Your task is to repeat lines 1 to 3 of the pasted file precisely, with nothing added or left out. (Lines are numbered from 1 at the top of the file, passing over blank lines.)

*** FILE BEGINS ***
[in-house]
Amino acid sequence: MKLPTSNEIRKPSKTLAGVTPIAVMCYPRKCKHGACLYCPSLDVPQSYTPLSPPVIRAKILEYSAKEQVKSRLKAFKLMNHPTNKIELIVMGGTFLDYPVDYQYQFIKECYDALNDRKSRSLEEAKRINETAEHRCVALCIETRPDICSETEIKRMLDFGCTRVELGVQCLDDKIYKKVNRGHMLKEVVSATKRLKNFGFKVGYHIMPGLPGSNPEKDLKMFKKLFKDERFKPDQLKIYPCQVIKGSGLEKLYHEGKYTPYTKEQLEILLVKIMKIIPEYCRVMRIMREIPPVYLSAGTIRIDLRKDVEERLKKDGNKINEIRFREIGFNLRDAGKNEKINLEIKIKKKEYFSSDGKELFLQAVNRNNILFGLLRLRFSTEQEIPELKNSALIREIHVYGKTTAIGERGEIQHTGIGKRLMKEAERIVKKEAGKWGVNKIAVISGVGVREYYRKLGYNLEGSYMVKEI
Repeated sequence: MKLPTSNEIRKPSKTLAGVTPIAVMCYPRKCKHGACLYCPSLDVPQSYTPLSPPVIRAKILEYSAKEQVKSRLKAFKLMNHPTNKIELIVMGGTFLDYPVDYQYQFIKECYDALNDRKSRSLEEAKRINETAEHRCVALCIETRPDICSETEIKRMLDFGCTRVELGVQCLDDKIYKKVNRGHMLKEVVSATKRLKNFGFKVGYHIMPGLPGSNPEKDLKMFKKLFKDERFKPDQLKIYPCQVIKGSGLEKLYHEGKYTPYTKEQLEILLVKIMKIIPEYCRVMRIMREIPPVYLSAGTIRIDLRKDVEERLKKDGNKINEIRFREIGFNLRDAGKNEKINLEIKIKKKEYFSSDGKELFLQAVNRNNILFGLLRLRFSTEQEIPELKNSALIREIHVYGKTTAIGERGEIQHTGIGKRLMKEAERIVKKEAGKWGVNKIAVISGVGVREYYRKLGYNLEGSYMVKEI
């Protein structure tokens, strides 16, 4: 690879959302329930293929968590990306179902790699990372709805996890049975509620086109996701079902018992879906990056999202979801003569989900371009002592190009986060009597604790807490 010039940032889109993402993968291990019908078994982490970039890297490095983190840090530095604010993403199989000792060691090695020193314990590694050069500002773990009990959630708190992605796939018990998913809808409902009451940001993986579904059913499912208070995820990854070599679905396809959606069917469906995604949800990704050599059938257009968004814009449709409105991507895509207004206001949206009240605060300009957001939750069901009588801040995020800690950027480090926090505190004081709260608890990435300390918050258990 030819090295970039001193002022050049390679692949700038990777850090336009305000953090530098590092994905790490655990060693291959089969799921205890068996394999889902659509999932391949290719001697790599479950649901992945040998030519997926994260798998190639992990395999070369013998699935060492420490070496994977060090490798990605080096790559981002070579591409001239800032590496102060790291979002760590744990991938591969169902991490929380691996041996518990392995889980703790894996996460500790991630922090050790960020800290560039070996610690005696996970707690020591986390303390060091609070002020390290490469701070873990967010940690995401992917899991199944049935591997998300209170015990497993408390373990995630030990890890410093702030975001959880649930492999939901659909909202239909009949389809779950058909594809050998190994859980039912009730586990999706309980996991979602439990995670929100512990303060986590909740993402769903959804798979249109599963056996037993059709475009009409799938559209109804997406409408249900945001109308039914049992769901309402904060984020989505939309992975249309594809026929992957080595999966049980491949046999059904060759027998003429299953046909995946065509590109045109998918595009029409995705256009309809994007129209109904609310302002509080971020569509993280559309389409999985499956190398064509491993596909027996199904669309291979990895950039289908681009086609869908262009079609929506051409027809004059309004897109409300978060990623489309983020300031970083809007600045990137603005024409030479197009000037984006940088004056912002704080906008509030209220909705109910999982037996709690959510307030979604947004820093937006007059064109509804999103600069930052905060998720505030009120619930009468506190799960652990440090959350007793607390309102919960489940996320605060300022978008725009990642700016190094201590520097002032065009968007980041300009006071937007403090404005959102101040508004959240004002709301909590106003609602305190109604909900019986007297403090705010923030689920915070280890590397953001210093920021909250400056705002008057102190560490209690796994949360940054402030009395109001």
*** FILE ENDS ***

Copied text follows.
[in-house]
Amino acid sequence: MKLPTSNEIRKPSKTLAGVTPIAVMCYPRKCKHGACLYCPSLDVPQSYTPLSPPVIRAKILEYSAKEQVKSRLKAFKLMNHPTNKIELIVMGGTFLDYPVDYQYQFIKECYDALNDRKSRSLEEAKRINETAEHRCVALCIETRPDICSETEIKRMLDFGCTRVELGVQCLDDKIYKKVNRGHMLKEVVSATKRLKNFGFKVGYHIMPGLPGSNPEKDLKMFKKLFKDERFKPDQLKIYPCQVIKGSGLEKLYHEGKYTPYTKEQLEILLVKIMKIIPEYCRVMRIMREIPPVYLSAGTIRIDLRKDVEERLKKDGNKINEIRFREIGFNLRDAGKNEKINLEIKIKKKEYFSSDGKELFLQAVNRNNILFGLLRLRFSTEQEIPELKNSALIREIHVYGKTTAIGERGEIQHTGIGKRLMKEAERIVKKEAGKWGVNKIAVISGVGVREYYRKLGYNLEGSYMVKEI
Repeated sequence: MKLPTSNEIRKPSKTLAGVTPIAVMCYPRKCKHGACLYCPSLDVPQSYTPLSPPVIRAKILEYSAKEQVKSRLKAFKLMNHPTNKIELIVMGGTFLDYPVDYQYQFIKECYDALNDRKSRSLEEAKRINETAEHRCVALCIETRPDICSETEIKRMLDFGCTRVELGVQCLDDKIYKKVNRGHMLKEVVSATKRLKNFGFKVGYHIMPGLPGSNPEKDLKMFKKLFKDERFKPDQLKIYPCQVIKGSGLEKLYHEGKYTPYTKEQLEILLVKIMKIIPEYCRVMRIMREIPPVYLSAGTIRIDLRKDVEERLKKDGNKINEIRFREIGFNLRDAGKNEKINLEIKIKKKEYFSSDGKELFLQAVNRNNILFGLLRLRFSTEQEIPELKNSALIREIHVYGKTTAIGERGEIQHTGIGKRLMKEAERIVKKEAGKWGVNKIAVISGVGVREYYRKLGYNLEGSYMVKEI